Risk Versus Reward: It’s Up To Us!


(By Pat Bryson) Human nature being what it is, a radio sales purchase will not take place until the buyer believes that their opportunity for reward is greater than their risk. That takes a real, live salesperson. Our job is to reduce clients’ risk factors by creating value in our campaigns. Other than offering a cheap price, this is something mechanized buying services have a hard time doing.

How do we make the most of this? In our presentations. Our solutions must include what, why, and HOW what we are suggesting will solve a client’s problems and help them to meet their goals. There are risk-reducing elements we can add to our presentations.

Testimonials, stories we tell about other successful radio sales clients, are golden. Do you have a bank of success stories? Success letters? If not, make this a priority. Consistently refresh your testimonial file. Every time a client tells you something great about their results, ask for a letter. If they don’t have time to write it, offer to write it yourself, then have them approve it and put it on their letterhead. But remember: the best salespeople are the best storytellers! When pitching a new client, TELL them the success story first. Then give them the written proof.

Another risk-reducing element we add to our presentations is a logo page. This page is full of logos of businesses that advertise with us. It’s an impressive group of advertisers.

“You are in good company when you advertise with us. Here are some of the businesses that have had great success using us.”

Some of my clients also include a team page. This page lists internal people at the station who touch a client’s order as it passes through our system. It might include the General Manager, Sales Manager, Salesperson, Traffic Director, Production Director, Copywriter, Business Manager, and Program Director.  Here’s how you use it:

“When you become a client of WXYZ you have a team assigned to your account. I will be your primary contact, but in case I’m out of the office and you need something immediately, we want you to know whom to call.”

Then you walk the prospect through the people. Give contact information for each. This gives them comfort. It also works well when you are a new salesperson without much experience. You are asking for thousands of dollars and the prospect is wondering if you know what you are doing.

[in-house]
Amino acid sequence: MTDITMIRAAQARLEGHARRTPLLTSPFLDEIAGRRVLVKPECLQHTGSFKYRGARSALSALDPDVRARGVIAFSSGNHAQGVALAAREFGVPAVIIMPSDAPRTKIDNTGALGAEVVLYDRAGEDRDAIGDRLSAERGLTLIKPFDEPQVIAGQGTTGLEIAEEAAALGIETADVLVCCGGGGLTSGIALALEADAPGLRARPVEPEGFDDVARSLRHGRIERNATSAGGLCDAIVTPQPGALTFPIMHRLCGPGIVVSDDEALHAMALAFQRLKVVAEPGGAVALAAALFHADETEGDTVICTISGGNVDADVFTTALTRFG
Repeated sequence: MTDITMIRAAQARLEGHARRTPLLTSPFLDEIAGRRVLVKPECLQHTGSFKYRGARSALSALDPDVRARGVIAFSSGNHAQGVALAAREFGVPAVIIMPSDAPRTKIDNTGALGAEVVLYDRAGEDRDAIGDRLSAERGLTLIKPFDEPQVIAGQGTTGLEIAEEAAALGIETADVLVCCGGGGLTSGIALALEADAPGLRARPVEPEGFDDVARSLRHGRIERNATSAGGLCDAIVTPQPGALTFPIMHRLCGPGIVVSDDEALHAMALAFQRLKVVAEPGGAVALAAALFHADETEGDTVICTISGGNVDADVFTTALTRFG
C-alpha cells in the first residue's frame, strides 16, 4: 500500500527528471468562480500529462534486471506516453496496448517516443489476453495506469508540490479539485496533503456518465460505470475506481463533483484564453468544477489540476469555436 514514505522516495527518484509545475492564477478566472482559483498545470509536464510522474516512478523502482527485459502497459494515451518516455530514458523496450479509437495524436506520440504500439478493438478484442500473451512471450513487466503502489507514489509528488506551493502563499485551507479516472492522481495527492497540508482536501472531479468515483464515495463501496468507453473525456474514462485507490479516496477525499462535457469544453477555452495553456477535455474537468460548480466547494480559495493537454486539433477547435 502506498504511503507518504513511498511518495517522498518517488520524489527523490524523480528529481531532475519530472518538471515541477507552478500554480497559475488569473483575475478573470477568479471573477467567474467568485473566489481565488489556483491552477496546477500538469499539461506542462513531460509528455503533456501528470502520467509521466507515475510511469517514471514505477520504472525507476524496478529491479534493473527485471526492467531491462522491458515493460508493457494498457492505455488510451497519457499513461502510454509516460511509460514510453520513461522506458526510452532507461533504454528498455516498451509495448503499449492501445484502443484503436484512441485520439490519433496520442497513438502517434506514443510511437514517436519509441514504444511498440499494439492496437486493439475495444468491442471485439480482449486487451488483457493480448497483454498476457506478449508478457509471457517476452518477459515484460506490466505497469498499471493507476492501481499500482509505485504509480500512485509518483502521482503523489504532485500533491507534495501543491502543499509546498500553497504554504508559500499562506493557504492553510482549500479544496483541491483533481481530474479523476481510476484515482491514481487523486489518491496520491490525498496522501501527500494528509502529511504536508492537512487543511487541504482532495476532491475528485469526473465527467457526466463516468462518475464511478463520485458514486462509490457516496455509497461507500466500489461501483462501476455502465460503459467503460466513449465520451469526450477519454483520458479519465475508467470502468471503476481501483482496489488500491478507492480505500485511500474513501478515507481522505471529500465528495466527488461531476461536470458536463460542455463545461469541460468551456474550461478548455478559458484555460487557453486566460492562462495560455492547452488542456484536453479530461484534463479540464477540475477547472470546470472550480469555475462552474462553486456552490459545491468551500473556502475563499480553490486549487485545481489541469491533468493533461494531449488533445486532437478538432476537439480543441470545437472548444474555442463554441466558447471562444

“Yes, I am new, but my team has decades of experience. Your campaign is in our hands, not just mine.”

Many times, our new radio sales clients are unsure of what happens after they say yes. Using success stories and adding these elements to your presentations will help to manage the tension level that occurs when you ask for a decision. These risk-reducing elements will help you to close more agreements.

Stacking the value involves linking WHAT you are presenting with WHY you are presenting this particular campaign and HOW it will benefit the client. How will it help them to achieve their goals or solve their problems? Can you explain WHY you have scheduled the messages the way you have? Can you explain it in English, not “radio language”? Campaigns are created based on how the mind learns. We don’t just make schedules up. We create them based on the goals and objectives of the client and the scientific principles that facilitate learning. Advertising is education.

When next you present, double-check that you have provided enough relevant value and have risk-reducing elements in your solution. Higher revenue awaits!


Pat Bryson is the CEO of Bryson Broadcasting International, a consulting firm that works with sales managers and salespeople to raise revenue. She is the author of two books, “A Road Map to Success in High-Dollar Broadcast Sales” and “Successful Broadcast Sales: Thriving in Change” available on her website. Read Pat’s Radio Ink archives here.


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